Together, those fees generated more than $10 billion for the airline industry worldwide in 2011, according to a recent study by the airline consultancy firm IdeaWorks. For many airlines, the fees made the difference between a profit and a loss, and in a few instances, they might have made the difference between survival and liquidation.
But at what cost? “From the passenger’s perspective, the price of that $10-plus billion is the truth,” says Charles Leocha, president of the Consumer Travel Alliance and the consumer representative to the DOT’s Advisory Committee for Aviation Consumer Protection. “Somewhere during the booking process, the passengers weren’t told the full cost of air travel.” (Disclosure: I co-founded the Consumer Travel Alliance and serve as its volunteer ombudsman.)
It’s easy to mislead customers, even when you’re complying with government regulations. Airlines do it by not including all charges in the price of a ticket, making the fare seem less than it is. And history lends a hand. Traditionally, making a seat reservation, paying for a ticket by credit card or printing a boarding pass at the airport has been included in the fare price. But now, the airlines have quietly “unbundled” those services while doing little or nothing to inform the public that tickets now don’t include them.
Leocha says that regulators are struggling with how to address what he sees as unfair and deceptive pricing practices. Strictly speaking, the fees now being charged by airlines are completely legal, and their disclosure meets all government standards. Yet many passengers still feel duped when they unexpectedly have to pay extra for something while they’re flying. More than half of the passengers surveyed by Harris said that they’re still being surprised by fees after they buy their airline tickets.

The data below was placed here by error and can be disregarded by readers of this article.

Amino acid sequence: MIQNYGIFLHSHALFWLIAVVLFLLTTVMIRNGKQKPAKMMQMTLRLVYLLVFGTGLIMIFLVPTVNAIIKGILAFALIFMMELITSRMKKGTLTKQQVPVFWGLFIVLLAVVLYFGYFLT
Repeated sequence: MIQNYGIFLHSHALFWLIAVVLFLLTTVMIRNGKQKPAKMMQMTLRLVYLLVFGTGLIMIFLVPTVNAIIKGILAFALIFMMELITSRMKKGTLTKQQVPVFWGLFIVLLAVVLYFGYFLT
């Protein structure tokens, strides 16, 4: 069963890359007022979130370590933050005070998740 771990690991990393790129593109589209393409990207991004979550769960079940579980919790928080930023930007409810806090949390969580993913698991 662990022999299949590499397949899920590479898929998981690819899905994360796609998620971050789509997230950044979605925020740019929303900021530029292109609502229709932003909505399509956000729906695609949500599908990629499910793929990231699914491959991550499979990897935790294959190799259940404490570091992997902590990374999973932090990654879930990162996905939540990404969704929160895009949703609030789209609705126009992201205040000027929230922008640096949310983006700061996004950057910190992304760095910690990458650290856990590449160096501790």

The problem is simple: In deciding to shift to a fee-based system for airline tickets, airlines did their homework, making sure that every step they took was legal, though not necessarily transparent.
The solution won’t be so easy. It will take creative regulations or new legislation to overcome misleading airline ticket prices. And both of those routes mean that consumers won’t see solutions for more than a year.
But a little pressure from the flying public could bring a fix closer. That’s what happened to Allen when he was faced with the change fee from United. He sent a polite e-mail to the airline’s director of customer care and copied me, explaining that he thought the charge was absurd. “Surely,” he wrote, “you can’t believe that anyone who has been charged such a fee would ever fly with United again.”
To his surprise, he received a call a few days later. A United representative reiterated the company’s position that the fee was correct but then added that, as a goodwill gesture, it would waive it.
That decision, as I noted a few days ago on my customer-service blog, gives me hope that airlines will see that fees — and the way they’re being charged — are not an effective long-term business model. And it makes me think that airlines can find a smarter way of making money long before any government action is taken.